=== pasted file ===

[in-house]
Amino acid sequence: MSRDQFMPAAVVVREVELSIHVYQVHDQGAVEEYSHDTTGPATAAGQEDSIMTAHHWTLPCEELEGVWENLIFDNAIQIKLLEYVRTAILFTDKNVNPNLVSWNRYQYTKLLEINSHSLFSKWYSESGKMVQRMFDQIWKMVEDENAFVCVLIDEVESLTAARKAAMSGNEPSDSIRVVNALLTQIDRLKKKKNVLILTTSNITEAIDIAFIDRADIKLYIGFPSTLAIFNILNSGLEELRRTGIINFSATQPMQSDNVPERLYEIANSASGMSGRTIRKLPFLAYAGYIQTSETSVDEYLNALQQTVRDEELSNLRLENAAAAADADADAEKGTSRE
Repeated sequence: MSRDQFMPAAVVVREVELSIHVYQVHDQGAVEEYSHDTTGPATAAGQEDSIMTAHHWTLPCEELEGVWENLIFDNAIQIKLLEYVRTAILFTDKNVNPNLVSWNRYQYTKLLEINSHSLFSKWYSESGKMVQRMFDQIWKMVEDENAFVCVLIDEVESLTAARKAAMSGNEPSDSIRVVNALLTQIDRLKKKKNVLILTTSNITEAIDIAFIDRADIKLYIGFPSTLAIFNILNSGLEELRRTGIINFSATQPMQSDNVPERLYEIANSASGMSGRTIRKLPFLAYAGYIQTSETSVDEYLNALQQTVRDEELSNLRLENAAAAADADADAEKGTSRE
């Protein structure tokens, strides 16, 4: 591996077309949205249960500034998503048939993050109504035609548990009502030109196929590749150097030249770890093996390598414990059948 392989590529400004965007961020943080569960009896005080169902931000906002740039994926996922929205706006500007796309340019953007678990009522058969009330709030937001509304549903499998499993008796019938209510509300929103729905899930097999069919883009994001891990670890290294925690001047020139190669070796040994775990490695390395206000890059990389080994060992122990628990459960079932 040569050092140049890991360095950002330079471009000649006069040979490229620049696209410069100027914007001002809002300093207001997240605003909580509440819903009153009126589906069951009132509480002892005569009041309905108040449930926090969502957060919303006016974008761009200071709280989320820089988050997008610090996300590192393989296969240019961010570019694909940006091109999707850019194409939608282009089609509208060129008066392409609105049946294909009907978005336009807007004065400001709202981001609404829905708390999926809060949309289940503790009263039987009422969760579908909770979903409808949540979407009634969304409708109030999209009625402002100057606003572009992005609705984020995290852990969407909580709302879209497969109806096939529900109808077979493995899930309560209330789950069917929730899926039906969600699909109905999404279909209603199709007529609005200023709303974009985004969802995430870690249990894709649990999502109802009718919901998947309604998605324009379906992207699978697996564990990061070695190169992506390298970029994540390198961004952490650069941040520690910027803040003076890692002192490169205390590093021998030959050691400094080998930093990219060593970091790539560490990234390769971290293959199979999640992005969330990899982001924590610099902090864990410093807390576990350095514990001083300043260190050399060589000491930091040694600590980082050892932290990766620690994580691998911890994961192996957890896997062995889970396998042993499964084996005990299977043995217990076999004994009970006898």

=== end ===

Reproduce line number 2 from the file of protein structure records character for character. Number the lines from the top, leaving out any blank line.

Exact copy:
Amino acid sequence: MSRDQFMPAAVVVREVELSIHVYQVHDQGAVEEYSHDTTGPATAAGQEDSIMTAHHWTLPCEELEGVWENLIFDNAIQIKLLEYVRTAILFTDKNVNPNLVSWNRYQYTKLLEINSHSLFSKWYSESGKMVQRMFDQIWKMVEDENAFVCVLIDEVESLTAARKAAMSGNEPSDSIRVVNALLTQIDRLKKKKNVLILTTSNITEAIDIAFIDRADIKLYIGFPSTLAIFNILNSGLEELRRTGIINFSATQPMQSDNVPERLYEIANSASGMSGRTIRKLPFLAYAGYIQTSETSVDEYLNALQQTVRDEELSNLRLENAAAAADADADAEKGTSRE